Thursday, October 1, 2015

Taking My Main Character Out of the Closet

Growing up in suburban Long Island, NY during the 70s and 80s, I lied to myself every single day. I was (and still am) the eldest of three kids, and the only male child, so the expectations for carrying on my family (i.e. marrying a "nice, Jewish girl") had been placed on me by a mother who had no idea who her son really was deep down. I never told anyone how I felt because I didn't want to get the crap kicked out of me, and in my teen years, I would never have thought to use the word "gay" to label myself. I don't think I even heard that word growing up. I did hear "queer" or "faggot," however, from people my own age, and my step-father (who used to say I was queer because I liked to draw; I just think back then he didn't know what to do with a step-son who wasn't into sports and liked to be creative). I kept telling myself I liked girls, and that I should just do what was expected of me and date them with the hope (my mother's, not mine) that I would marry one at some point. My lies festered within me, and I gradually knew I liked actually guys by the time I was in high school.

I would sneak glances at guys I thought were cute, making sure my surreptitious looks were quick and sly. This side of me could never come to the surface, I would tell myself, because I would lose everyone I held dear. When I started writing, I even kept those ideas out of my personal stories for fear that someone would find what I'd written and discover my secret. I started writing "The Olympus Corps" in high school, and my outer-space fantasy with Olympian gods had all straight characters. It would never have occurred to me to make any character gay or even bisexual. It just wasn't done then.

Even after high school, when I dabbled with my story, even knowing that there were, in fact, gay people at SUNY Albany (having seen the Gay and Lesbian Alliance office in the student union), I kept my characters straight and largely relationship free. At that time, that was the world I lived in—a heteronormative world where nothing else existed. When I came out in 1994, that was all going to change.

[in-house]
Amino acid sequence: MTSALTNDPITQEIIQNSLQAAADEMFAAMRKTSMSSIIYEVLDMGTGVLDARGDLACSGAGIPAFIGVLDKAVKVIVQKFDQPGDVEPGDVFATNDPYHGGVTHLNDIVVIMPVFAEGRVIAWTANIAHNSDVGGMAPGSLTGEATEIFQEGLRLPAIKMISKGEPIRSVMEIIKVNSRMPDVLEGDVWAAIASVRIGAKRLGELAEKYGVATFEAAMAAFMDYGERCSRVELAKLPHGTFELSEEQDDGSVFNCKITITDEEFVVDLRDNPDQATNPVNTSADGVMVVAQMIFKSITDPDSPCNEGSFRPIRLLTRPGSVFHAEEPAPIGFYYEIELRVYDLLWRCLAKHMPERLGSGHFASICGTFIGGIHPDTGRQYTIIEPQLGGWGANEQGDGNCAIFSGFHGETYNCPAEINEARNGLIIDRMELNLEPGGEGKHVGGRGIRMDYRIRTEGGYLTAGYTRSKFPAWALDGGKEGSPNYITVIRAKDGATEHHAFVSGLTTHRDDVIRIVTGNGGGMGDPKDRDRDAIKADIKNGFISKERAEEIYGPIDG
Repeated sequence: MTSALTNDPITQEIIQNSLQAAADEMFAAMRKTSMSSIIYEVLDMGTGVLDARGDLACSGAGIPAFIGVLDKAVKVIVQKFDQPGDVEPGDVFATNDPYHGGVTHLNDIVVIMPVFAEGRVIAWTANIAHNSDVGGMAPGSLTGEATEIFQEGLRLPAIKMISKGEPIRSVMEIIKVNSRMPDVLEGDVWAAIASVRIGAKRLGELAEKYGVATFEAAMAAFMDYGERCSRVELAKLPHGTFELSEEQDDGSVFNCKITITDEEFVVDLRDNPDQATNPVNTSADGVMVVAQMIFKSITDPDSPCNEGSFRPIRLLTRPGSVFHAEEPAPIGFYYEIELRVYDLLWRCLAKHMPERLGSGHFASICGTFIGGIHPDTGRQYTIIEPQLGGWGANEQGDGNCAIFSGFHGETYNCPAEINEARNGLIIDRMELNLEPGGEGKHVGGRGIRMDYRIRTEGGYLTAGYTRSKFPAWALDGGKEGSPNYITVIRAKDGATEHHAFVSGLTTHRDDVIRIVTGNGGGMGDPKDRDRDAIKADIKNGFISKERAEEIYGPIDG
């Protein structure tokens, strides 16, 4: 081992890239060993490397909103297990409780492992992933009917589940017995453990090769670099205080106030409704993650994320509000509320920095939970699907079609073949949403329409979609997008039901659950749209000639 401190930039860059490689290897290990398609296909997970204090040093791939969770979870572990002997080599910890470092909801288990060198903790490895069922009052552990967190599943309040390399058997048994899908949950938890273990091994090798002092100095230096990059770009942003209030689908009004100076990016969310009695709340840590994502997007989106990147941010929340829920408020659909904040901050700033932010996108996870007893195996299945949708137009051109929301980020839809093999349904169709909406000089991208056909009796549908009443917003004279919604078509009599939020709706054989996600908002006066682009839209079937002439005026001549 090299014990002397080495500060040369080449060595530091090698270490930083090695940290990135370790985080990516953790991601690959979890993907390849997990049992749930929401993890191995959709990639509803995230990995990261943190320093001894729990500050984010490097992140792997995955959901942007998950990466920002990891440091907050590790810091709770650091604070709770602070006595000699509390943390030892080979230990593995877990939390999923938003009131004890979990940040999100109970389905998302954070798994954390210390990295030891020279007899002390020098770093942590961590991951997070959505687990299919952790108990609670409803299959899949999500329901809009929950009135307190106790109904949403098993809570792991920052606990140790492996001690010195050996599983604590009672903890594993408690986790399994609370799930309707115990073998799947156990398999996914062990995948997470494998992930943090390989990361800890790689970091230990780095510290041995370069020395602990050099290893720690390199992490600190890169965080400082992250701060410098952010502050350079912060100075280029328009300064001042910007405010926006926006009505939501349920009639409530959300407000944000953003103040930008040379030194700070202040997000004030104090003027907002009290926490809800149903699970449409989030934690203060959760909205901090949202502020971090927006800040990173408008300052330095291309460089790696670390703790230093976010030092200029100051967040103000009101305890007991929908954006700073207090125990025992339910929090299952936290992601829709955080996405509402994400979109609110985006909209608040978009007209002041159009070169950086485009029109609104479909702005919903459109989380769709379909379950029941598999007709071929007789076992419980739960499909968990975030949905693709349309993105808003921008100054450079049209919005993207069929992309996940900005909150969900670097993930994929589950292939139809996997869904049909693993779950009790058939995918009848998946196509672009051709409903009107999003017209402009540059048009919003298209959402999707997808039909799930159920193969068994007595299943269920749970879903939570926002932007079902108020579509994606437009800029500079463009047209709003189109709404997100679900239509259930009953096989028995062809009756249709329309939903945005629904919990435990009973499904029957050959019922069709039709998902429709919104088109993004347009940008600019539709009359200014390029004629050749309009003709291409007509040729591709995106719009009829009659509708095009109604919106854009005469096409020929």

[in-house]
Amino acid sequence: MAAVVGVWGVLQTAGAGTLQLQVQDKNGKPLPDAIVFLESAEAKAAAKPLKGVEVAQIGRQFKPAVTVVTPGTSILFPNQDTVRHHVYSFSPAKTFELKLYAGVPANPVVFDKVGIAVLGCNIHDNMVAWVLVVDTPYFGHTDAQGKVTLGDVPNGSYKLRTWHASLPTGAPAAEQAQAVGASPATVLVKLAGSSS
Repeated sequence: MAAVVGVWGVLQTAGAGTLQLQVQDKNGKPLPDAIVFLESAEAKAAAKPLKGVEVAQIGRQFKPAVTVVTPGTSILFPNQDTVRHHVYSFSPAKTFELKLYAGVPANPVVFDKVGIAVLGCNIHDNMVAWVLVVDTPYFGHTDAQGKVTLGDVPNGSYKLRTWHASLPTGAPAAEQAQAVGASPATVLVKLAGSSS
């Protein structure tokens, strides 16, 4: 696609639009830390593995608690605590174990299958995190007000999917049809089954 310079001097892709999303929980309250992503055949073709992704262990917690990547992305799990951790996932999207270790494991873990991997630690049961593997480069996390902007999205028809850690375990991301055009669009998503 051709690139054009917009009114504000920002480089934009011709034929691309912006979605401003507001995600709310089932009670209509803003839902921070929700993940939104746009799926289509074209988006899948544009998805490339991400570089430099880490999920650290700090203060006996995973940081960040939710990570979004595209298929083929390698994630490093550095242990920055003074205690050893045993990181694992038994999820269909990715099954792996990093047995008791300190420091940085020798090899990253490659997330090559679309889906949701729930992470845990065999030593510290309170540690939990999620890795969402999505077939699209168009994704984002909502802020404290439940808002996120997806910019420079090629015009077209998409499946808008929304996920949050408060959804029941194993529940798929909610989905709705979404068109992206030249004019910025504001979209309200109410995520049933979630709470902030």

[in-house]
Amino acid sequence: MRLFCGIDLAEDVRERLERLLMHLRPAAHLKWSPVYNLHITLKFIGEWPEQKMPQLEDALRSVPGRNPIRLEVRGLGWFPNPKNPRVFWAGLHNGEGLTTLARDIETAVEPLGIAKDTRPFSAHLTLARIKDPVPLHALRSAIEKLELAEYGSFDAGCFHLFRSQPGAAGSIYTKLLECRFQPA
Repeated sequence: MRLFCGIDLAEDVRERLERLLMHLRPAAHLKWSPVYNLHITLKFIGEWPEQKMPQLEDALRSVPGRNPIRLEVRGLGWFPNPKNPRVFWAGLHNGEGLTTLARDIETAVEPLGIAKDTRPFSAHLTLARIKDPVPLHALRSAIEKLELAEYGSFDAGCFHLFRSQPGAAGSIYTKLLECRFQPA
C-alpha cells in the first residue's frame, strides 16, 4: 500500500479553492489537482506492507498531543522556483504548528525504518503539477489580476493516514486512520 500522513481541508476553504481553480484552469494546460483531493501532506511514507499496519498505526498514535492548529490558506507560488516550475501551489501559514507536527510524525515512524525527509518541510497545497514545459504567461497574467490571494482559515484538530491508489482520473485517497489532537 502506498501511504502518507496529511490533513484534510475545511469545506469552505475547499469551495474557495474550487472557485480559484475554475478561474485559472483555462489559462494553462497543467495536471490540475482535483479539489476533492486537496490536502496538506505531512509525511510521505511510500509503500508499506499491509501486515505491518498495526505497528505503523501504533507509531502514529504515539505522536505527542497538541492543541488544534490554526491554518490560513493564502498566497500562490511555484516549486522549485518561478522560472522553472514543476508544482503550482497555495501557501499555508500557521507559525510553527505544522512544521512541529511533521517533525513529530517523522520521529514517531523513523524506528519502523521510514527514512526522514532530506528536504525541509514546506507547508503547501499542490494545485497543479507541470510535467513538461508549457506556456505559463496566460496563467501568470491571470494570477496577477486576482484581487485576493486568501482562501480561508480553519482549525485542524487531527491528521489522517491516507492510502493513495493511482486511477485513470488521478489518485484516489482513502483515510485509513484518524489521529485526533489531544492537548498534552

Dan Fairmont aka Aegis
It wasn't until I changed the name of the story to Task Force: Gaea—Destiny's Talisman (that title didn't last long) that I toyed with the idea of a bisexual character in Dan Fairmont. At that time, I hadn't even thought about the prospect of publishing the book, so it was all private and personal. Over the years, as the story morphed and developed, I felt something was missing, and I couldn't quite put my finger on it. Somewhere in the 2000s, I had an epiphany: DAN HAD TO BE GAY.

I had been out since 1994, and I was living in a long term relationship with my partner, so why on G-d's green Earth couldn't Dan be gay? Of course he could. That was when it hit me: my world wouldn't have homophobia. Nope. Not at all. It was a fantasy novel, after all. The world I had created could be whatever I wanted it to be, and that kind of prejudice (or any, for that matter) just didn't need to be there. My story wasn't about a man struggling with his being gay or adjusting to a different society or making strides in a largely heterosexual world. If the Olympian gods could have male and female lovers, then my main character could be a gay man.

Herein lies my issue: I don't market my books to an LGBTQ audience largely. I go to Bent-Con and RainbowCon, two LGBTQ-focused conventions, to sell my books (basically because I'm a gay author), but I don't tag my book as LGBTQ on Amazon. My biggest fear is that people will think it's somehow an erotic fantasy novel, and it's not. Dan has a boyfriend, and, once in a while, they're seen lying in bed together talking, but there's never any intimation of sex. Not even "fade to black."

Yeah, I have a gay main character. Yeah, his father, Apollo (the Greek god), had flings with men. Hell, so did Zeus (Ganymede, anyone?). Why I think people would suddenly run screaming from Task Force: Gaea if they knew the book had a gay character is just my own hang up. I'm certainly not ashamed of my work (or of myself), so I guess it just comes down to the idea that I'm afraid of a future I can't control. They say admitting you have a problem is the first part of solving it. So, to promote as an LGBTQ novel or not... THAT is the question.

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